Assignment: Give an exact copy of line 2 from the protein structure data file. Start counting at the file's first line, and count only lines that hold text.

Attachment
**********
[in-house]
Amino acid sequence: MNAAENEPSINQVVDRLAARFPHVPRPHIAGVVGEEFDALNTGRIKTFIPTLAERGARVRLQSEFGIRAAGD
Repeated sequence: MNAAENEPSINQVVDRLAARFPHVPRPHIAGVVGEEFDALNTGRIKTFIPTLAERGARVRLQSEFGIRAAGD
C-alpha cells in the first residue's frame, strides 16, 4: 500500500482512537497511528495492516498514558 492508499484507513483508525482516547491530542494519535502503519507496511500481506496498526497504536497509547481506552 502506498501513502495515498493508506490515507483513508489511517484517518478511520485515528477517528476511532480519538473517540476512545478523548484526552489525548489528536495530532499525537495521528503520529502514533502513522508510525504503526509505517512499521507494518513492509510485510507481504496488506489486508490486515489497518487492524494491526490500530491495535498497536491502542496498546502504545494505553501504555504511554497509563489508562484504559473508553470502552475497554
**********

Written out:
Amino acid sequence: MNAAENEPSINQVVDRLAARFPHVPRPHIAGVVGEEFDALNTGRIKTFIPTLAERGARVRLQSEFGIRAAGD